I had already moved on.

For a time, during the great volleyball obsession of the late 80s and early 90s, we wore much smaller hats. They had the names of clothing companies on them, rather than the names of sports teams. We wore them pushed low, with the brims flipped up, so as not to catch our hands on them while delivering a perfect set at the net. It was this hat style that somehow convinced the coach of the Cambridge, Mass. volleyball team I tried out for in 1989 that I had talent, though I was raw. "I saw that hat and I figured you knew something about volleyball," she said. Or something about posing, I thought.

And then came my favorite hat style, the one that has led to my present-day hat crisis. In the late 90s, when I started teaching high school, I noticed that all of the boys wore baseball caps with perfectly rounded bills. They wore them low and peered out from under the bills as if they were just about to throw a 95 mile per hour fastball just off the inside corner, scaring the crap out of you and sending the message that the inside part of the plate is theirs.

I love that look, and once one of the kids I was coaching at the time showed me how to achieve it (by rolling the bill over your forearm repeatedly), I adopted it as my own look. The low look complemented my new lack of hair perfectly. With the hat down low and what was left of my hair clipped literally to within a quarter inch of its life, the result was that I took on the air of a serious ballplayer, one who shaved his head not because he was going bald but because it flat out looks tough.

And there I have stayed, happier still to find that hats were now being sold with the bill pre-rolled. The kids took it too far, crumpling their bills until the cardboard hidden inside came poking out through the fabric. They showed up with triangular bills, bills that looked as if they'd been rolled across the forearms of Nicole Richie. I kept mine perfectly rounded. And tough.

A few years ago, when hip-hop style replaced sports style as the point of reference baseball cap etiquette, I noticed more and more of what I considered to be horrid mutations in baseball cap style. Now the brim was perfectly flat, and the size tag was left on, along with the price tag. I wear a 7 3/8, sometimes a 7 1/2, and I'm not Minnie Pearl, so I'm not on board with either tag making its presence felt on my hat.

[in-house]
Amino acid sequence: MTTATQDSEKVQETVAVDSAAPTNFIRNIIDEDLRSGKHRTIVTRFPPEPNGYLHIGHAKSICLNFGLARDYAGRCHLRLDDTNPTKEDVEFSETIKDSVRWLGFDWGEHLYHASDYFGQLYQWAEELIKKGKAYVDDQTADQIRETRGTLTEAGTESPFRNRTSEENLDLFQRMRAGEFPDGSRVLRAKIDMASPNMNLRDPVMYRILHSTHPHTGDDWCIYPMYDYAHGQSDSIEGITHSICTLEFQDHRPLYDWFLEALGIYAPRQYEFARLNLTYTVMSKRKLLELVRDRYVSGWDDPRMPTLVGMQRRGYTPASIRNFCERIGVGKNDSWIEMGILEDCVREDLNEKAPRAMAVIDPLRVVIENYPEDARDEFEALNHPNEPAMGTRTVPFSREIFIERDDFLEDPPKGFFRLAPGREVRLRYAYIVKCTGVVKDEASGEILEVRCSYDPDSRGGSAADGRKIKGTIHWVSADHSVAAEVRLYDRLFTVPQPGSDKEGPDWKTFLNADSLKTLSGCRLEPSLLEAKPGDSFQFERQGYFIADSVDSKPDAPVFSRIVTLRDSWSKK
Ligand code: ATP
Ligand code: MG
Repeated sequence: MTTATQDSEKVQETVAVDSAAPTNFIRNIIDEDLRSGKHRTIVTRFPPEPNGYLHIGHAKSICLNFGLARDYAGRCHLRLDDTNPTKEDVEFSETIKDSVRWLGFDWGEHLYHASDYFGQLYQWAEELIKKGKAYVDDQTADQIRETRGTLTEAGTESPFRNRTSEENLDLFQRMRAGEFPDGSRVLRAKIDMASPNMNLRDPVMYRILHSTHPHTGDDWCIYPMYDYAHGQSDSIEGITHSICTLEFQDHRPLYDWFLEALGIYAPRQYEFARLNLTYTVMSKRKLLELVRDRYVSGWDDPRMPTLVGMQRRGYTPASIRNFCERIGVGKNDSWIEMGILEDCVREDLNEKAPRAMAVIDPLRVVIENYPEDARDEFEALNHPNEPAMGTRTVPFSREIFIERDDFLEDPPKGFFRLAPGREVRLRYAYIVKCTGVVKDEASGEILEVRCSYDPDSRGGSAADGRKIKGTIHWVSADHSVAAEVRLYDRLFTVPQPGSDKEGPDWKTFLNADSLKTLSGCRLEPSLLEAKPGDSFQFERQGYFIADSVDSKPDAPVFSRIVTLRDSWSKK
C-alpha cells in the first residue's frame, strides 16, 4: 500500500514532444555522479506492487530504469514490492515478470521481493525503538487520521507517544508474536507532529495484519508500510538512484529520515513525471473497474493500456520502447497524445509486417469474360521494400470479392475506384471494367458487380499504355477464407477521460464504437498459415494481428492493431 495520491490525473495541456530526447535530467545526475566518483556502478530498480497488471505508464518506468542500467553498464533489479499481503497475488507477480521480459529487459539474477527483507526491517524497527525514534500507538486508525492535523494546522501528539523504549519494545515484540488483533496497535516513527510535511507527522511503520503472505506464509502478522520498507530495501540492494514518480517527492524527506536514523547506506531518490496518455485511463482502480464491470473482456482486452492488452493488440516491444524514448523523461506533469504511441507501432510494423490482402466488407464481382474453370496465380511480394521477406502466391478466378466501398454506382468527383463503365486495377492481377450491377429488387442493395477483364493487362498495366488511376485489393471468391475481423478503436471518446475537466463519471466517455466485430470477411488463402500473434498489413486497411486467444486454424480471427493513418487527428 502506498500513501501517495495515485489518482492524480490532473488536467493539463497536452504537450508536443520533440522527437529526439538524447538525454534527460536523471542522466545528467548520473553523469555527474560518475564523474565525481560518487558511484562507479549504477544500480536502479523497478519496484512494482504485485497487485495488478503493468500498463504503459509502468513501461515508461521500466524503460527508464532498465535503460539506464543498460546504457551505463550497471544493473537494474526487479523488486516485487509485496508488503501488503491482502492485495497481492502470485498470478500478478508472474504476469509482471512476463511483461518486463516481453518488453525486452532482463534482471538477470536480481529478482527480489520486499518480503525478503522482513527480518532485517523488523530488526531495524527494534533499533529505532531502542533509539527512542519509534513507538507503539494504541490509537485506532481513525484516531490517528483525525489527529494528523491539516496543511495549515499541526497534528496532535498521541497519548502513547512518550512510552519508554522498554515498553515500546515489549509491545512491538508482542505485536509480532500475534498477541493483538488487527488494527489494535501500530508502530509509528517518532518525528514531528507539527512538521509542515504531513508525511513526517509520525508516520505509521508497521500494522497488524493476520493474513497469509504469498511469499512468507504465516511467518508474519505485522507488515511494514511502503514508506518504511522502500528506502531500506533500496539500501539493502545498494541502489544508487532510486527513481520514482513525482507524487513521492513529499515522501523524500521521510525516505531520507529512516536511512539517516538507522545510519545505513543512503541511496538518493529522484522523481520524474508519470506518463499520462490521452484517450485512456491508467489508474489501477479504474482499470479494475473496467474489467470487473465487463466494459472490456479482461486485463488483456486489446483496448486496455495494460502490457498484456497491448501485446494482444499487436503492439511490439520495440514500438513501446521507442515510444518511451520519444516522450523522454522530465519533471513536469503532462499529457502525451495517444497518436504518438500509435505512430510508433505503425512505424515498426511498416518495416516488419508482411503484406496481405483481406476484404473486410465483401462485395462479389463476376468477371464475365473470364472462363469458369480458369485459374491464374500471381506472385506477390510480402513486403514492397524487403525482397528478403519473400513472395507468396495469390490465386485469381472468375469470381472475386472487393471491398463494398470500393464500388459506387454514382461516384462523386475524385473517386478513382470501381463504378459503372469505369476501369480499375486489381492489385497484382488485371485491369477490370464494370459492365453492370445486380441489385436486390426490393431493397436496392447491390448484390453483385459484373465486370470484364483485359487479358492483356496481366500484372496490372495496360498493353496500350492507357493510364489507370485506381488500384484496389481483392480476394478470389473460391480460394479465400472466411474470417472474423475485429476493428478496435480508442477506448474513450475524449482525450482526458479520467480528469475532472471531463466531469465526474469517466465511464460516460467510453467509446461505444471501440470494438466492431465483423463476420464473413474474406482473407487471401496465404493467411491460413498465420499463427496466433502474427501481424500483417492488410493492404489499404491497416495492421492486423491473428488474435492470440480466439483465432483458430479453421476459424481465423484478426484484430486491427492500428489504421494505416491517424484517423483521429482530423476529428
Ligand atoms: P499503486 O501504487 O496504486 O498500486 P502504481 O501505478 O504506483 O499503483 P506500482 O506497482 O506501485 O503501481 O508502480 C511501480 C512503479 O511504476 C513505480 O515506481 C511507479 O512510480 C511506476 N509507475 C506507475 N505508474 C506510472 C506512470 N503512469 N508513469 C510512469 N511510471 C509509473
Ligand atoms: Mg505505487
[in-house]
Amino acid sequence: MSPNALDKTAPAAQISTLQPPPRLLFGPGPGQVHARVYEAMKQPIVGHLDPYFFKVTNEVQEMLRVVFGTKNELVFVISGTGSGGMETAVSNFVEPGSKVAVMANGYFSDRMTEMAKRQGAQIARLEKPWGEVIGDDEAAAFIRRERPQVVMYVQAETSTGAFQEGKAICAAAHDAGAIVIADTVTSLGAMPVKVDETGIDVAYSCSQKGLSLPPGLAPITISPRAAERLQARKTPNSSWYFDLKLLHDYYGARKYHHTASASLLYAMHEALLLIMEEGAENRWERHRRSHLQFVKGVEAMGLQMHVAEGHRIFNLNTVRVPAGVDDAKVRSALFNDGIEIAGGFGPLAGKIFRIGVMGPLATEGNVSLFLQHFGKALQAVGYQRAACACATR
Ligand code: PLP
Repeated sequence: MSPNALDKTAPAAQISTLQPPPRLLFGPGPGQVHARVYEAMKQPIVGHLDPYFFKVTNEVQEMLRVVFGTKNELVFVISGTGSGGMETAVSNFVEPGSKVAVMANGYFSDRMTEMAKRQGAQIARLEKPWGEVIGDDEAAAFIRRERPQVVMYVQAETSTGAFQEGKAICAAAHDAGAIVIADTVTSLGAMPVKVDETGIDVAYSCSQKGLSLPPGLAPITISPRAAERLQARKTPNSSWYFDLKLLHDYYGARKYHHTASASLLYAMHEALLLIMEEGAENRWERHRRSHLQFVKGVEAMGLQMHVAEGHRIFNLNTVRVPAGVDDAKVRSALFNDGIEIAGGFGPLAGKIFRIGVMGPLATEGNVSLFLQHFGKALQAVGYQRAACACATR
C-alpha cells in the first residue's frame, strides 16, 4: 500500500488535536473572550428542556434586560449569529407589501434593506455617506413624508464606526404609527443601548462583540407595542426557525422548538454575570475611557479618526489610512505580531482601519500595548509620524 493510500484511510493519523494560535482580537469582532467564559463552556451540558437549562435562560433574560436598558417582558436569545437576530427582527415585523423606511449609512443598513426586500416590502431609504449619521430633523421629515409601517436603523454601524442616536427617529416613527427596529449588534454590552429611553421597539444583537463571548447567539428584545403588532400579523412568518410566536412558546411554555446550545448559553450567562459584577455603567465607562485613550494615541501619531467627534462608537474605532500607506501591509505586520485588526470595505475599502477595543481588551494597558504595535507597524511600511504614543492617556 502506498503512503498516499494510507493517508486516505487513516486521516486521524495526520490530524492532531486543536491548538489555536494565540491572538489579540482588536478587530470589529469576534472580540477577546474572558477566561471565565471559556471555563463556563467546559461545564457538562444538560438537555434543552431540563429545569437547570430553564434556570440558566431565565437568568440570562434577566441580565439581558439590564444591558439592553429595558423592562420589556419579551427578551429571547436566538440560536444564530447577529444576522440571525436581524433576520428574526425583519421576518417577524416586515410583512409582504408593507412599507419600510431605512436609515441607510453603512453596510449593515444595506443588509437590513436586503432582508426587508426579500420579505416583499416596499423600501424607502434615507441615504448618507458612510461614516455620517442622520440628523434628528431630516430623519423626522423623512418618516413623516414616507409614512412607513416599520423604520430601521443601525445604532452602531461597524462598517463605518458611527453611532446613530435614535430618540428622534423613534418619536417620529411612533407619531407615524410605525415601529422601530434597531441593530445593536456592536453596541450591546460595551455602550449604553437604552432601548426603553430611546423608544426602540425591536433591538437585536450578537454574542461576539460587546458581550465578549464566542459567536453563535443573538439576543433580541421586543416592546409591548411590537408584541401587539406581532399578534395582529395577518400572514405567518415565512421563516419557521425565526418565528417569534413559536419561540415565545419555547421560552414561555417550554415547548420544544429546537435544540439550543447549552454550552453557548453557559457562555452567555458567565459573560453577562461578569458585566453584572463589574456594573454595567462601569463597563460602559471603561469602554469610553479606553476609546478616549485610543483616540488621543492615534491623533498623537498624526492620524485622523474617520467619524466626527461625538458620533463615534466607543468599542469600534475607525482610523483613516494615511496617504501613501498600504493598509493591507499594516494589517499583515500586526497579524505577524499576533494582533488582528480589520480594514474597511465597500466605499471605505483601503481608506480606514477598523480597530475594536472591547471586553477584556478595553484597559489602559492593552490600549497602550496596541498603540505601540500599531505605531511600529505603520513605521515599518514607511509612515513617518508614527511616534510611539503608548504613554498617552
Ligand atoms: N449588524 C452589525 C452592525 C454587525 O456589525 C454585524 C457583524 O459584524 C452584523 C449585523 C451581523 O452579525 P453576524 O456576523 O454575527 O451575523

The angle of the hat has changed, too. No longer is the hat jammed securely on your head. It floats, usually askew -- which used to be the tell-tale sign that you were lefthanded, by the way, according to several former coaches of mine -- and the brim tails off somewhere between 30 and 45 degrees of straight on. Frankly, to my middle-aged eyes, it looks ridiculous and anything but sporty and tough.

Make no mistake: these guys wearing their hats at ridiculous angles are far tougher than me. Their hats don't reflect it.

The real problem is that, after 30 years of moving with the trends, I've gotten stuck in late-90s style, unable to move forward or backwards. I know that when I leave the house -- especially after more than a week without a haircut, when I generally don't go outside without a baseball cap -- I am presenting to the world the image of a burned-out fashion has-been. Someone who, if asked, would as likely claim to choose their clothing "because it's comfortable." That's the kind of thinking that leads to sweat pants and fanny packs. And yet, I hang on.

Why? Why does this latest trend in baseball cap style strike me as so wrong? Why is it completely out of the question for me to try it on for size? I've tried every other ridiculous permutation of baseball cap wear, why not this one?

Is this what getting old feels like? I guess so. That and going bald, I guess.

7 Comments:

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But what about Fred Durst?